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  1. Defect Tracking Lecture 9

  2. Defect Tracking • Keeping track of all the defects that have been discovered • Keeping track of all the steps required to validate, correct, and take preventative action for a defect • Necessary because • to not lose any reported defects • to co-ordinate defect resolution • to ensure coders don’t work on non-defects • Features masquerading as defects • Wasting time fixing something that isn’t broken • Wasting time chasing down a badly reported defect • to control defect correction activity • ensure the right defects are being worked on • In practice: • A database of defect records • A workflow driven by the state and owner fields. Lecture 9

  3. Aside on “Bugs” • Why not call defects “bugs”? • First used because a moth flew into a vacuum-tube computer and ate away at the wires. • “bugs” are things that happen to you, outside of your control • A “defect” is something that is caused by a coder making a correctable mistake. • Gets you into the right mindset Lecture 9

  4. Defect Information • Where Found • product, release, version, hardware, os, drivers, general area • Who Found It • customer, internal, when • Description of the Defect • summary, description, how to reproduce, associated data • links to related defects or features • Triage • severity, likelihood → priority • Audit Trail • all changes to the defect data, by whom, when • State • state, owner Lecture 9

  5. Priority Matrix • Submitter of defect chooses severity and likelihood • May later correct if determined to be an exaggeration or in error • System assigns a priority according to the priority matrix • Humans may change the priority using their judgment • No need to stick to “the matrix”, which is after all too simple to account for every contingency Lecture 9

  6. customer QA Defect Workflow WIP Valid Fixed Closed New Disputed issue Lecture 9

  7. Coder Assignment Matrix • Defect is auto-assigned to a coder based upon • The product in which it was found • The functional area of the defect • Catch-all category (misc.) goes to a team lead charged with defect assignment and overview for assignment elsewhere. • Keeps track of the defect load by priority on all coders • Balanced the load • Chips in where needed • Developers may move the defect to the appropriate coder without management permission. • May also move to team lead for re-assignment • Natural corollary to auto-assignment. Lecture 9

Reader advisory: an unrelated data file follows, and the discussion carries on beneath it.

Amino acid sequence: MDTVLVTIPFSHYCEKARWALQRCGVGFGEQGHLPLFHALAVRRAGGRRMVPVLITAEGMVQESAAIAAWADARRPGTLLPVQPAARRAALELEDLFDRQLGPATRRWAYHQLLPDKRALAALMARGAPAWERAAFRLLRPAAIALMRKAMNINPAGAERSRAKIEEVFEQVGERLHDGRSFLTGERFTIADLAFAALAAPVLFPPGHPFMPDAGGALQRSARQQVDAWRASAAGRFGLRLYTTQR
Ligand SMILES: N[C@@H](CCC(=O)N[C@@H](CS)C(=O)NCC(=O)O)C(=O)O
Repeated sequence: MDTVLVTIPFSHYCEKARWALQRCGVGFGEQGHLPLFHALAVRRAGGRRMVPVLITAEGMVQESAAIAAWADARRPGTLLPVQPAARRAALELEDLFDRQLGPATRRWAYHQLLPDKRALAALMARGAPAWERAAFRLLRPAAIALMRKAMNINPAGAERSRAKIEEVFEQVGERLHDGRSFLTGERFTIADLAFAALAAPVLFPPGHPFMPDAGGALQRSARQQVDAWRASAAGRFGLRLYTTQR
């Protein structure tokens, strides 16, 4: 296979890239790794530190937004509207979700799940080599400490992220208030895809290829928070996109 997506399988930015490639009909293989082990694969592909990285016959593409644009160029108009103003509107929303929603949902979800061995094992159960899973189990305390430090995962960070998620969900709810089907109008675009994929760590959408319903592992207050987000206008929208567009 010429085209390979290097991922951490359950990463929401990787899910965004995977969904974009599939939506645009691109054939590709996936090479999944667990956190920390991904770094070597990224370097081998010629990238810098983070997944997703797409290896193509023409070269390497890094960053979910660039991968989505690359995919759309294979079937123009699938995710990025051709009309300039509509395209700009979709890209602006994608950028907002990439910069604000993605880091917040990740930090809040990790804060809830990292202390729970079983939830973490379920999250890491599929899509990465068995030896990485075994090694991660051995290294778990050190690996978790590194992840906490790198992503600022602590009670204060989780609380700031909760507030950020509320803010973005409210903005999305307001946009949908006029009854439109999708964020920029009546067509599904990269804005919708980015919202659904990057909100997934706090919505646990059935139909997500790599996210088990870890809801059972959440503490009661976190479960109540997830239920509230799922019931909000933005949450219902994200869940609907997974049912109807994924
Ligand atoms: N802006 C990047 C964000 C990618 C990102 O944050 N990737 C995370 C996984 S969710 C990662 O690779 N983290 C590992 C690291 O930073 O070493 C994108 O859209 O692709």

8. Management Controls • One of main purposes is to provide defect visibility to enable management to ensure defects are appropriately prioritized. • Management must: • overview all active defect records • ensure priorities are good • if languishing too long in a given state, act • ensure coders are working on defects of appropriate priority at any given time • System Support • Most systems can be configured to • send e-mail and/or re-assign to manager when certain conditional action thresholds are reached • E.g., prio 1 defect with state unchanged for 24 hrs. • Post daily reports of overdue defects Lecture 9

  9. Controls on the System • Most defect tracking systems allow permissions to be set up. • each user is given various group memberships: • coders, testers, managers, builders, … • Permissions can then be set up by • group, state, field • Don’t do it! • Q. what are you trying to control? • A. source code • Putting restrictions on defect control system will not help you to gain control of the source • it will hurt • coders will work around silly security restrictions • defect system will not accurately reflect what is being worked on • Dirty data will go uncorrected Lecture 9

  10. Metrics • Another purpose for defect tracking is to enable gathering of good, clean defect arrival/departure data. • Gives insight into productivity of • coders fixing defects • testers finding defects • Clean data is essential • e.g., if no way to validate defects • lots of arrivals may be due to bad code or to bad defect triage • may expend a lot of effort on coding initiatives and numbers will go the wrong way! • Must quickly get defects out of New and Fixed. • Arrivals: • defects per day entering into Valid • Departures: • defects per day going from Fixed to Closed • Total: • sum of defects in states Valid, WIP, and Fixed. Lecture 9

  11. Metrics WIP arrivals Valid departures Fixed HURRY! HURRY! HURRY! Closed New Disputed Lecture 9

  12. 100 80 60 total arrivals 40 defects departures net 20 0 1 3 5 7 9 11 13 15 17 19 21 23 25 -20 days Metrics Example Lecture 9

  13. Towards GA • These metrics should be tracked: • by product • by priority • Company should establish shipping thresholds • e.g., • no known priority 1 or 2 defects • arrival rate for priority 1-3 < 1 defect per day • Watch trends, compare to last release. If bad: • “bug Olympics” • “bug blitz weekends” • slip date • clean up the architecture Lecture 9